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I Doubt, habit hath little power to reconcile us with

of spirits hath a most unhappy effect ; I am grown less patient with solitude, and harder to be pleas'd with company ; which I could formerly better digest, when I could be easier without it than at present. As to sending you any thing that I have written lince I left you (either verse or prose) I can only say, that I have order'd by my Will, that all my Papers of any kind shall be deliver'd you to dispose of as you please. I have several things that I have had schemes to finish or to attempt, but I very foolishly put off the trouble, as sinners do their repentance: for I grow every day more averse from writing, which is very natural, and, when I take a pen, say to myself a thousand times, non eft tanti.

As to those papers of four or five years past, that you are pleas'd to require foon; they confist of little accidental things writ in the country; family amusements, never intended further than to di. vert ourselves and some neighbours: or some effects of anger on Public Grievances here, which would be insignificant out of this kingdom. Two or three of us had a fancy, three years ago, to write a Weekly paper, and call it an Intelligencer. But it continued not long; for the whole Volume (it was reprinted in London, and, I find, you have seen it) was the work only

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got

the

of two, myself and Dr Sheridan. If we could have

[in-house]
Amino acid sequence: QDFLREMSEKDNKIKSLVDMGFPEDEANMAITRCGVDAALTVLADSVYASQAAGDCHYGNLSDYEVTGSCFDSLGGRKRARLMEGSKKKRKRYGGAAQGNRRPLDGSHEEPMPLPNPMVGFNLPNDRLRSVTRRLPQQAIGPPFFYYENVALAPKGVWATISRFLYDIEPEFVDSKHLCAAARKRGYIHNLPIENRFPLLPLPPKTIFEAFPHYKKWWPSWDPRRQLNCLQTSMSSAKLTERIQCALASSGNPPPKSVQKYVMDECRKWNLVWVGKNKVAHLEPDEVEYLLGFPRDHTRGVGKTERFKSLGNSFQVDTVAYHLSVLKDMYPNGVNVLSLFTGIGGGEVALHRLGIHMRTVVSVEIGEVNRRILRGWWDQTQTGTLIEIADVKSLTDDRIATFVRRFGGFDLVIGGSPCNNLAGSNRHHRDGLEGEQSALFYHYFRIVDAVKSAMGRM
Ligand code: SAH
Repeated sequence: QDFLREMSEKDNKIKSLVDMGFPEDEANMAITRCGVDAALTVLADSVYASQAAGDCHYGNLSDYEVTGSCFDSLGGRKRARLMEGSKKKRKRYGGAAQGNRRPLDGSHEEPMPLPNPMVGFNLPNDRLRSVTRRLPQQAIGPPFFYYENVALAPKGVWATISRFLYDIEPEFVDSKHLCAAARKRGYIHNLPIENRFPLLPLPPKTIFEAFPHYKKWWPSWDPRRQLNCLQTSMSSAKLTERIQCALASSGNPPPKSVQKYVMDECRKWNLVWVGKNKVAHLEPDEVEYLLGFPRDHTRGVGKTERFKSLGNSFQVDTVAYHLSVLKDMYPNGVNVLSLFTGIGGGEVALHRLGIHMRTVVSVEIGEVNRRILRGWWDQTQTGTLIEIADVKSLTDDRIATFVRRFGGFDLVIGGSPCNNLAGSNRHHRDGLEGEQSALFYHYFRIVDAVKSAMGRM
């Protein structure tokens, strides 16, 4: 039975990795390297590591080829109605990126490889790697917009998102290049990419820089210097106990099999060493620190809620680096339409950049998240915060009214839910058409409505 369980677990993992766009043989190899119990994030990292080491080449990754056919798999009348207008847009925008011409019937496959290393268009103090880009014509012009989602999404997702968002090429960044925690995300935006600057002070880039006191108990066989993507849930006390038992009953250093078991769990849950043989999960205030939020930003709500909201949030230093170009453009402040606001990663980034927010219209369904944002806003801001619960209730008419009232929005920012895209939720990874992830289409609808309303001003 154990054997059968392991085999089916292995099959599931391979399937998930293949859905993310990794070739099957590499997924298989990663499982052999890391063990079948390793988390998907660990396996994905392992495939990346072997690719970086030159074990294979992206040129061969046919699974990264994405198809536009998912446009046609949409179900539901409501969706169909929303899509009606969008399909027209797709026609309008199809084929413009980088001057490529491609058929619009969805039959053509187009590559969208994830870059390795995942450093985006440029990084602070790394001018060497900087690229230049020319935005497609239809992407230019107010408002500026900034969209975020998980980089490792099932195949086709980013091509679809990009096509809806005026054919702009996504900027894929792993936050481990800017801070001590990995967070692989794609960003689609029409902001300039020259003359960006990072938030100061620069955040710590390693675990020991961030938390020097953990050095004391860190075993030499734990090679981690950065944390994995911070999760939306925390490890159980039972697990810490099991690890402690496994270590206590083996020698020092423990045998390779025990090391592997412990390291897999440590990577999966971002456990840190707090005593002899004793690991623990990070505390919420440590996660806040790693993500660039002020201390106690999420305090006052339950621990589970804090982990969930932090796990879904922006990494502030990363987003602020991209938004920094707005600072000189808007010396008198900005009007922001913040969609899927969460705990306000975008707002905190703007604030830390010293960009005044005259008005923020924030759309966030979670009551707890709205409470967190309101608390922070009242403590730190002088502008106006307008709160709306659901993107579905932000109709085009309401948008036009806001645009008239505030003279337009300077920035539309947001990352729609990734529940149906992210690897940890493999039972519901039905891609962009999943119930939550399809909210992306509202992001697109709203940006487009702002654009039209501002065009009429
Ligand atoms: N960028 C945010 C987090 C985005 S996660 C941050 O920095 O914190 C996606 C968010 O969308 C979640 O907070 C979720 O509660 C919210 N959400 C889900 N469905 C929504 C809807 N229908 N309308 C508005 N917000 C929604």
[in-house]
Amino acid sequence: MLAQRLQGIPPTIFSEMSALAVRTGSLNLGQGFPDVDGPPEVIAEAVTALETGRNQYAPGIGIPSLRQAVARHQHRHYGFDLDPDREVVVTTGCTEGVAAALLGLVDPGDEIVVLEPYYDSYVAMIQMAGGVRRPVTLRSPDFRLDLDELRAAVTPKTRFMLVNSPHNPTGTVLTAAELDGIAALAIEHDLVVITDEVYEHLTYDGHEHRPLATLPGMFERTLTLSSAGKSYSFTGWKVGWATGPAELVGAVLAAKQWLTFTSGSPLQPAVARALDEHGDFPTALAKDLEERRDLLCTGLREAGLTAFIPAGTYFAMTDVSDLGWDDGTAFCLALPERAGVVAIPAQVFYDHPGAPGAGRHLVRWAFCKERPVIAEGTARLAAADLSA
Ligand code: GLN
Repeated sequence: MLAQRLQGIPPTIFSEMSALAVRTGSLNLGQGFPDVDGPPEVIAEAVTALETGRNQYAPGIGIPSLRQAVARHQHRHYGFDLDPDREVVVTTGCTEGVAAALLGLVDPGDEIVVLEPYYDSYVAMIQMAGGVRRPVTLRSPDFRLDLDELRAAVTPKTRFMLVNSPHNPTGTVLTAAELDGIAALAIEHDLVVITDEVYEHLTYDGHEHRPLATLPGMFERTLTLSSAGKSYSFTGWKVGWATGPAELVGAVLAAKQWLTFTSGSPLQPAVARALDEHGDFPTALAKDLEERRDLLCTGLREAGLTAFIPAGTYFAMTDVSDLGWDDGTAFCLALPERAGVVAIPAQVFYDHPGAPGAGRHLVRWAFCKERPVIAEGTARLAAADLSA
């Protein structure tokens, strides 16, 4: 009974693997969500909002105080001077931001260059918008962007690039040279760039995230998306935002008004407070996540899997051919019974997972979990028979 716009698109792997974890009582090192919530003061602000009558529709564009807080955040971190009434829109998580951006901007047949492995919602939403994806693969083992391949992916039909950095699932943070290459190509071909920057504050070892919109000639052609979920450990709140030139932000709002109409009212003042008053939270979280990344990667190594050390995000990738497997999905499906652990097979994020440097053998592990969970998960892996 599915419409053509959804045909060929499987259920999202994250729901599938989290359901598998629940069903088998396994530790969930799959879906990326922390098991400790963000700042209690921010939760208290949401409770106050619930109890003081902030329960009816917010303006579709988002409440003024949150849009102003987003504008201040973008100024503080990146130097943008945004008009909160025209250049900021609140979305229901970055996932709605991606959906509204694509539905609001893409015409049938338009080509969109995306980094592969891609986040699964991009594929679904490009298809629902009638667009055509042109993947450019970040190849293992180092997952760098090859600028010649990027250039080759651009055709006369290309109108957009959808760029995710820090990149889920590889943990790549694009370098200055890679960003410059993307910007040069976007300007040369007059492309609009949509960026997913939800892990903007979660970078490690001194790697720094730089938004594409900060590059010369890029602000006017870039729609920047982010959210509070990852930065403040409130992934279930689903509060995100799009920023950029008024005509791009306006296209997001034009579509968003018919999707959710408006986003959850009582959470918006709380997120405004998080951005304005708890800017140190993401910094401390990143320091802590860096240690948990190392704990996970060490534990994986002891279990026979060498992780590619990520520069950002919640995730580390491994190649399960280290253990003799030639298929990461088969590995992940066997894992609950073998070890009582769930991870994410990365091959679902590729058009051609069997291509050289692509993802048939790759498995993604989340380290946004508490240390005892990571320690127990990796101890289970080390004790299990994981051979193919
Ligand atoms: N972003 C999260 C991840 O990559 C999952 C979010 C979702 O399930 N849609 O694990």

some ingenious young man to have been the manager, who should have published all that might be sent to him, it might have continued longer, for there were hints enough. But the Printer here could not afford, such a young man one farthing for his trouble, the sale being so small, and the price one half. pennys and so it dropped. In the Volame you saw (to answer your questions) the 1, 3, 5, 7, were mine. Of the 8th I writ only the Verses very uncorrect, (but against a fellow we all hated); the 9th mine, the icth only the Verses, and of those not the four last slovenly lines; 15th is a Pamphlet of mine printed before with Dr Sh-'s Preface, merely for laziness not to disappoint the town; and so was the 19th, which contains only a parcel of facts relating purely to the miseries of Ireland, and wholly useless and unentertaining. As to other things of mine since I left you; there are in prose a View of the State of Ireland; a Project for eating Children; and a Defence of Lord Carteret; in verse a Libel on Dr D- and Lord Carteret; a Letter to Dr D- on the Libels writ against him; the Barrack (a stolen Copy :) the Lady's Journal; the Lady's Dressing-room (a stolen Copy :) the Plea of the Damn'd (a stolen Copy :) all these have been printed in London. (I forgot to tell you that the Tale of Sir Ralph was sent from England.) Besides these, there are five or six (perhaps more) Papers of Verses writ in the North, but perfect Family things, two or three of which may be tolerable; tlie relt but indifferent, and the humour only local, and some that would give of fence to the times. Such as they are, I will bring